Ends, means, and cell phone surveillance

As Wired.com reports, researchers affiliated with Northeastern University “secretly tracked the locations of 100,000 people outside the United States through their cell phone use and concluded that most people rarely stray more than a few miles from home.” In the report on their study in the journal Nature (excerpt available online), the authors stated:

[O]ur understanding of the basic laws governing human motion remains limited owing to the lack of tools to monitor the time-resolved location of individuals. Here we study the trajectory of 100,000 anonymized mobile phone users whose position is tracked for a six-month period.

There’s no doubt that such a study is useful.  As one of the researchers noted, “[k]nowing people’s travel patterns can help design better transportation systems and give doctors guidance in fighting the spread of contagious diseases.”  Important and useful.

But information’s usefulness does not alone justify its acquisition.  What about privacy and ethics? This isn’t simply a study of aggregate data (such as how many people saw Iron Man), but rather a study of the specific movements of numerous individuals.  As noted in the New York Times, “The location of the user was revealed whenever he made or received a call or text message; the telephone company would record the nearest cell tower and time.”

So was an ethics panel consulted?  No.  According to Wired, one of the researchers stated no ethics panel was consulted, and another said they didn’t have to (a quote here, but apparently a paraphrase in Wired) “because the experiment involved physics, not biology.”

Say what?  Ok, so the study concerned the movement of people.  People are objects.  Physics studies the movement of objects.  I get the “physics” connection. But how does that justify tracking individuals’ cellphones and movements without their permission? Although the researchers took steps to anonymize and secure the data, how does that justify intrusions into the personal activities of 100,000 people?

According to Wired, FCC spokesman Rob Kenny stated that such unconsented tracking would be illegal if done inside the United States.  Instead, says the New York Times, the surveillance was done with the cooperation of an unnamed European cell phone provider.  But why should it be ok for an American university to go outside of the United States to do what would be illegal within?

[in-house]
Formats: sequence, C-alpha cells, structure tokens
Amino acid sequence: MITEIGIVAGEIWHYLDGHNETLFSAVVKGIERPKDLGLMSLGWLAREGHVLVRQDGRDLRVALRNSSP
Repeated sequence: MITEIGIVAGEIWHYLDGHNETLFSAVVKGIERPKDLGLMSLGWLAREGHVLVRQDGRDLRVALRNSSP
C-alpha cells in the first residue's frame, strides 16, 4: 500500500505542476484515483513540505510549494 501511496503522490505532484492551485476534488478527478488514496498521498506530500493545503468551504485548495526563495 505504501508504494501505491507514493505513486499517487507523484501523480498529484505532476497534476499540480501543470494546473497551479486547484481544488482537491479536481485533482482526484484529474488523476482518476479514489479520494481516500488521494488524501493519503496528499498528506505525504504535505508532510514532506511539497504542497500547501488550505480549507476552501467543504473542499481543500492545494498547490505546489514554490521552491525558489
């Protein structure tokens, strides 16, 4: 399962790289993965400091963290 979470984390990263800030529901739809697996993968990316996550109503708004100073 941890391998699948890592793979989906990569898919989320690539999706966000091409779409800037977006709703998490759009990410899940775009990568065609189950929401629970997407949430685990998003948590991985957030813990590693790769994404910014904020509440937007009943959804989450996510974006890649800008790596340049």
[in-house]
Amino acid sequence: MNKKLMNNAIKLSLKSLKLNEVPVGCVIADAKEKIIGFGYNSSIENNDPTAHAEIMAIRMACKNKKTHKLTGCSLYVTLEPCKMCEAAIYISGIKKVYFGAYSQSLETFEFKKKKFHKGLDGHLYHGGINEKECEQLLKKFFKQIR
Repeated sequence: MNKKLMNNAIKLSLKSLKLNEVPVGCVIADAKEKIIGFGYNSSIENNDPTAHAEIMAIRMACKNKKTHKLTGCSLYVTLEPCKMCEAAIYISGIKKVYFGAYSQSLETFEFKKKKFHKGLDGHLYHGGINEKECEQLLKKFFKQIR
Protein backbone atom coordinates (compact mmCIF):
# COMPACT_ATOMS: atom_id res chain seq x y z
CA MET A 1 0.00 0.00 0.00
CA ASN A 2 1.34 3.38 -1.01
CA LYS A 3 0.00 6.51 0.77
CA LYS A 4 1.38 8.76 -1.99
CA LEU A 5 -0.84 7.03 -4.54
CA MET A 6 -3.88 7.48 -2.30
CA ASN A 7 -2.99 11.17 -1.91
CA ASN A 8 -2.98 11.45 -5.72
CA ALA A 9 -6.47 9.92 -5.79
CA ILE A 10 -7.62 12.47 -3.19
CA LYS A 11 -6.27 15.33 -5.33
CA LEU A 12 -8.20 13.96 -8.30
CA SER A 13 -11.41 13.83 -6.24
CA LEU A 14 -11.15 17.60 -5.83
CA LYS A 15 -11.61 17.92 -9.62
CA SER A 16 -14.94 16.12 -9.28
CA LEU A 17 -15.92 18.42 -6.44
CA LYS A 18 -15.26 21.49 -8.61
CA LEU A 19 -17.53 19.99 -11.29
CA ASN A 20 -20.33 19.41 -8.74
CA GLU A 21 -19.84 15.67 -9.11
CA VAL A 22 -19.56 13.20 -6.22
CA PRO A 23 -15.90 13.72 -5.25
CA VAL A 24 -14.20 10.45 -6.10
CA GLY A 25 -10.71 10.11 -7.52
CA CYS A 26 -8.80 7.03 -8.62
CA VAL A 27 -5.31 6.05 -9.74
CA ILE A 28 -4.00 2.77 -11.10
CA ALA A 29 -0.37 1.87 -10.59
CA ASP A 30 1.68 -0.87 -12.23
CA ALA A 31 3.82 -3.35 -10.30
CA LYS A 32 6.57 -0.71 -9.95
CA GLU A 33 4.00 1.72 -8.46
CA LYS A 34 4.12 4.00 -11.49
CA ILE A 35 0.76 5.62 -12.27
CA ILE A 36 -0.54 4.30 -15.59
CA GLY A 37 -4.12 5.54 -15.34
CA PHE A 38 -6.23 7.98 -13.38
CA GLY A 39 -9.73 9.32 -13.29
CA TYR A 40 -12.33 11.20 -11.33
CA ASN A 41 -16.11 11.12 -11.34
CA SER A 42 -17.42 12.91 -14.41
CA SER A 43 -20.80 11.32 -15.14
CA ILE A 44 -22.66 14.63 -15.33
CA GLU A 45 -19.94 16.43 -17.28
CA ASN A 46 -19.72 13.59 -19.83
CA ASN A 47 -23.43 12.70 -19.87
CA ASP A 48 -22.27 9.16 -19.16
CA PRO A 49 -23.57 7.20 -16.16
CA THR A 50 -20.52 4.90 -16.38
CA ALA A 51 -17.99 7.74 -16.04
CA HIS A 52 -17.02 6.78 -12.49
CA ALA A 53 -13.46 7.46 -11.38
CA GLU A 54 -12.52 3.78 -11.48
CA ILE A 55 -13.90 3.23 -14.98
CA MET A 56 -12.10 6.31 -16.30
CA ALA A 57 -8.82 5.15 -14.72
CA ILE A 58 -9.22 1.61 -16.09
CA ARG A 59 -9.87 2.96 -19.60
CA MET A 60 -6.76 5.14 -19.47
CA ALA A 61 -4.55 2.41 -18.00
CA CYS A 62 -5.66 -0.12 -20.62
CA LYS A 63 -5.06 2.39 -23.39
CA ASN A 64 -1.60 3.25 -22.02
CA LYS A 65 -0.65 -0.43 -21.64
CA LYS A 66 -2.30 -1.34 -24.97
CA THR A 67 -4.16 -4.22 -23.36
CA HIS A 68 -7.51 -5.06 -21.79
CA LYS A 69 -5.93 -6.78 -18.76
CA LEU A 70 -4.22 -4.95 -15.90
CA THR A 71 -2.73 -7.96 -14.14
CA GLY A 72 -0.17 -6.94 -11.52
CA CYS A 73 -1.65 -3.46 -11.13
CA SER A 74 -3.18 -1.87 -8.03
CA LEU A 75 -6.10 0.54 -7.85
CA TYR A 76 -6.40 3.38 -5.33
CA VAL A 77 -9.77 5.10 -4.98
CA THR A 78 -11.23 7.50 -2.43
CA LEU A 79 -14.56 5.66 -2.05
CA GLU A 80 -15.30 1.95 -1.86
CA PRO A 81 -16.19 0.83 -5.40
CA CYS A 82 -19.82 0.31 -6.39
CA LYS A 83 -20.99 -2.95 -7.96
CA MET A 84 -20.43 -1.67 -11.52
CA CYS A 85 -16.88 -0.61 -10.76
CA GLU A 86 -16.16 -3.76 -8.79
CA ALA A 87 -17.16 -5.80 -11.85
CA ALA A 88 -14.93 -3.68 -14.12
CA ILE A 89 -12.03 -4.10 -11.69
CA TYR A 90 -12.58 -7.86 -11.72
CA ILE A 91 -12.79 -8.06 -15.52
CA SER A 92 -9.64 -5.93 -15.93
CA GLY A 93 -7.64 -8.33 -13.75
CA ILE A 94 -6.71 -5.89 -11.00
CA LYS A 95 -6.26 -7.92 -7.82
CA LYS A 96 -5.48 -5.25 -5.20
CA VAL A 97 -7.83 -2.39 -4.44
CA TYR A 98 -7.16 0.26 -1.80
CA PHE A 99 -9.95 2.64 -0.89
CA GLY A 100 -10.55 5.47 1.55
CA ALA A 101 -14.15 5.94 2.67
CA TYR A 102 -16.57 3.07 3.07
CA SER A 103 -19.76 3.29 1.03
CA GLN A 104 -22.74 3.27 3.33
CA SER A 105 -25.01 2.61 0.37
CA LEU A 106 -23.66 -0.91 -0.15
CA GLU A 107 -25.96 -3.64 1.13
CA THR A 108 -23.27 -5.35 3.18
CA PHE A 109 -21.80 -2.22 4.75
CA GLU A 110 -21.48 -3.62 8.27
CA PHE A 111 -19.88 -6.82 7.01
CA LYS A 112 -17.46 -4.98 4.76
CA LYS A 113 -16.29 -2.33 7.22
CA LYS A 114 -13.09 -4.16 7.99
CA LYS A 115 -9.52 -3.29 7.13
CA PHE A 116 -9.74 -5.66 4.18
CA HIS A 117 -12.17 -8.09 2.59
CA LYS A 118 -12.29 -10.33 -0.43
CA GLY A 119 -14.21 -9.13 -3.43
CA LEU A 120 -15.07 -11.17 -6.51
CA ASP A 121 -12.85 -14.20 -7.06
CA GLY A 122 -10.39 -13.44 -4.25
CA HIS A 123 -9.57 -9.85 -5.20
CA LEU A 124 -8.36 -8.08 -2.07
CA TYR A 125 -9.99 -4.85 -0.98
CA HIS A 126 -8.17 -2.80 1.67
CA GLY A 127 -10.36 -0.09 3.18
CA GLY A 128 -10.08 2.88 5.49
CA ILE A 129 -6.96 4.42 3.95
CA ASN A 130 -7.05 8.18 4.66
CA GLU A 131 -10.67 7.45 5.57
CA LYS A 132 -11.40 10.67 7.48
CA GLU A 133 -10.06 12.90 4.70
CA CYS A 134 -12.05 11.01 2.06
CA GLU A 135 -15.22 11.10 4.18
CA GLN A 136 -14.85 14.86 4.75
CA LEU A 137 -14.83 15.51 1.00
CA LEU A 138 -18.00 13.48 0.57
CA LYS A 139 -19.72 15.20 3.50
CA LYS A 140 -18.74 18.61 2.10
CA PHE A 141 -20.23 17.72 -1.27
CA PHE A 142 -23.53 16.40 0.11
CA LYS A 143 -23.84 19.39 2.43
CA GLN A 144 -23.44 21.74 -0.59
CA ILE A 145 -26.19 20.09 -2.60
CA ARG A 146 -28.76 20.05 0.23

Courtrooms, Razrs, and ringtones

razr.jpg

New Year’s Resolution: catching up on my blogging. Along those lines, my St. Thomas colleague Fred Light brought to my attention last term to an interesting administrative order from the United States District Court for the Southern District of Florida.

The order, entitled In re: Cellular Phone and Electronic Equipment Usage in the Courthouse, addresses legitimate concerns over the presence and use of cell phones — and particularly camera phones — in the courtroom. It designates persons who can bring cell or camera phones to court but warns that “[n]o cellular phones of any kind may be used in a courtroom or jury deliberations room and no photographs of any kind may be taken in any federal courthouse facility.” Penalties for violations include 30 days in jail and/or a fine of $5000 and/or punishment for contempt of court.

Woe to the first person in a Miami courtroom whose Motorola Razr blares out Iron Butterfly’s In-A-Gadda-Da-Vida as a ringtone.

Thanks to dreamingyakker at Flickr, who licensed the photo through this Creative Commons license.

The electronic leash: whatever happened to trusting your kids?

Verizon Wireless now offers a service that allows parents to track their kids’ movements through cellphones. According to News.com:

Parents can use the service to set up geographic limits and receive text alerts if their children, who also carry phones, go too far from home. The service also lets parents check where their offspring are via a map on their cell phone or computer.

The service — “Chaperone” for location tracking, and “Child Zone” for a boundary-setting add-on — is available for now only on a four-button phone designed for young kids, such as 5-9 year olds. (Who buys a phone for a 5 year old?) But News.com indicates that Verizon Wireless might develop a version of the program for older kids, with more sophisticated phones.

What a great way to train kids for a lifetime of submitting to technological surveillance from authorities. If you really want to be creeped out, go here on the Verizon Wireless site and watch the animated cartoon family whose kids cheerily acquiesce to their parents spying on them.

Whatever happened to trusting kids and letting them make decisions (and letting them learn to live with the consequences)?

And to be clear, I am a parent.

Thanks to Slashdot, where I first read about this.